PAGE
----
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pohnpei397 eNotes educator| Certified Educator

If we look at this question from a modern point of view, we would have to say that Dodd was anti-Semitic.  However, in comparison to people of that time, he was not particular so.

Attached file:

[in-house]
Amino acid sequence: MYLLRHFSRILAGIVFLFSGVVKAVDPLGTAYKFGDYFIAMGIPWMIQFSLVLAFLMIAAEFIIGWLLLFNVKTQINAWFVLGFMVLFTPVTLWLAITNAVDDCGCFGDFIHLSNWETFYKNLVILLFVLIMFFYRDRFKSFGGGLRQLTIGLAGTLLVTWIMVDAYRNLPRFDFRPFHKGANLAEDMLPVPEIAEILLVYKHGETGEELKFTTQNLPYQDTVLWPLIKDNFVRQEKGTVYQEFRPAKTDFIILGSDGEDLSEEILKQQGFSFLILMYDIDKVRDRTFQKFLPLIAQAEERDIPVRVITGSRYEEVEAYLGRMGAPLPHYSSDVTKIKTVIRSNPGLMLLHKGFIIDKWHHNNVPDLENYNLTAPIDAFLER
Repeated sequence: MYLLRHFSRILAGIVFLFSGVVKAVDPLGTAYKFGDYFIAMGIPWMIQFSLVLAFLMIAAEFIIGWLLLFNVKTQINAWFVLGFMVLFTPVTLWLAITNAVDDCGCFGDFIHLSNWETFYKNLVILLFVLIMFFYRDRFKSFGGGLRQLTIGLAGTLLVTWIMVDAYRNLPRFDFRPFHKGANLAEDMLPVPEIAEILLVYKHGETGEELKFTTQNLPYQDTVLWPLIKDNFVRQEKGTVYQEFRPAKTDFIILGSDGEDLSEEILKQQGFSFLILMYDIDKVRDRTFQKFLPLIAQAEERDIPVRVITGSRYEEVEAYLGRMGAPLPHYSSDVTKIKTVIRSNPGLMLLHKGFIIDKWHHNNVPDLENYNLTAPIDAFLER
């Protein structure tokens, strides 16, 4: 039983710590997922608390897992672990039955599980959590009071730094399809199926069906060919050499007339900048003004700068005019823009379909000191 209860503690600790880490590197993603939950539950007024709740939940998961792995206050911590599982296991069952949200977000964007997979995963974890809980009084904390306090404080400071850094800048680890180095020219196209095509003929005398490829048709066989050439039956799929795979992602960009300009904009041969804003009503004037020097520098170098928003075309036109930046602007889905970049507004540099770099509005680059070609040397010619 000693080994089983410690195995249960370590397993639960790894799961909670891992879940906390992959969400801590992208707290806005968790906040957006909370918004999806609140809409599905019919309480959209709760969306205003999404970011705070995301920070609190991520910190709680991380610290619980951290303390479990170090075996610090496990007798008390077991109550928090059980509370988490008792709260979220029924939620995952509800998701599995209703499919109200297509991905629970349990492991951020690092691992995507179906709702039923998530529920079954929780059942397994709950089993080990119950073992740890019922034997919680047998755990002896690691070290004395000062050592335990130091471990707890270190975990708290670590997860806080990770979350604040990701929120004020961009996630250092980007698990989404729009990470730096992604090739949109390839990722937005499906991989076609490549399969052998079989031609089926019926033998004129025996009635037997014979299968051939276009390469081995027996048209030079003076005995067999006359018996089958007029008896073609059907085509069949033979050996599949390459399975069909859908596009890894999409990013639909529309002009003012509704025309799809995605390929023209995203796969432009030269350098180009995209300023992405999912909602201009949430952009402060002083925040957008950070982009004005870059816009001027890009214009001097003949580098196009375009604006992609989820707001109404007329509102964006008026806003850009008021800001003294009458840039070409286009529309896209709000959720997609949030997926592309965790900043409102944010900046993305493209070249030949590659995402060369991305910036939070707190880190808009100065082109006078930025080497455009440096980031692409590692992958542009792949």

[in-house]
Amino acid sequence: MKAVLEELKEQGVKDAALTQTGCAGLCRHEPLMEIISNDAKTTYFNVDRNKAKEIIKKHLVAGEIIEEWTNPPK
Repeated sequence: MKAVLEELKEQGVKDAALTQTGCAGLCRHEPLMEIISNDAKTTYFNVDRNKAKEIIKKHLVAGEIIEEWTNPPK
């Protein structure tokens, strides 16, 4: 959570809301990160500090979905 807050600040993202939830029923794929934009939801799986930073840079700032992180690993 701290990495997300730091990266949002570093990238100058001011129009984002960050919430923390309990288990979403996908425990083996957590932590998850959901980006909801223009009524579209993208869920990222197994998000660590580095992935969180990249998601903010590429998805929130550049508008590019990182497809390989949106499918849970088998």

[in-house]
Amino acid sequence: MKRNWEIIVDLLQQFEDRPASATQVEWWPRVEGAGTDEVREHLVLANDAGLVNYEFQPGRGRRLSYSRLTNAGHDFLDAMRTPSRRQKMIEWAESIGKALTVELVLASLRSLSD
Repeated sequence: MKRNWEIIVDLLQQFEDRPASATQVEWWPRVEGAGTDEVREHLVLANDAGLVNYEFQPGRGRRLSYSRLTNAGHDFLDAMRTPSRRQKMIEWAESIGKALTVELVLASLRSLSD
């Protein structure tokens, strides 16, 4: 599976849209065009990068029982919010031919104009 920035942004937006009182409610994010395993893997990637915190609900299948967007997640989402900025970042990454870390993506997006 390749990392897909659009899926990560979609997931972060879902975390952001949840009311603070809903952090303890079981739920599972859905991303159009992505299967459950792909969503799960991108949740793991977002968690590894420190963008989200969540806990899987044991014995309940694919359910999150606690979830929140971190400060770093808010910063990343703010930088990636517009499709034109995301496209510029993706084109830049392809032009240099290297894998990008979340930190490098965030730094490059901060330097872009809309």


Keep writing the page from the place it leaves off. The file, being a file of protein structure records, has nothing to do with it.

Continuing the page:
We can clearly see in the book that Dodd has some negative views of Jews.  He is one of many people who agrees that the Jews in Germany have to some degree brought their persecution on themselves (remember, this was a point when the Jews were "just" being harassed and abused, not killed).  He thought that Jews tended to be too pushy and arrogant and that that is why they were hated.  This view would be very offensive today.  However, for the time, it was not.  Dodd was perfectly willing to socialize and to correspond on friendly terms with American Jews like Rabbi Wise of the American Jewish Congress.  Therefore, I would argue that he was not anti-Semitic in comparison to people of his time but that his views would be seen as anti-Semitic today.

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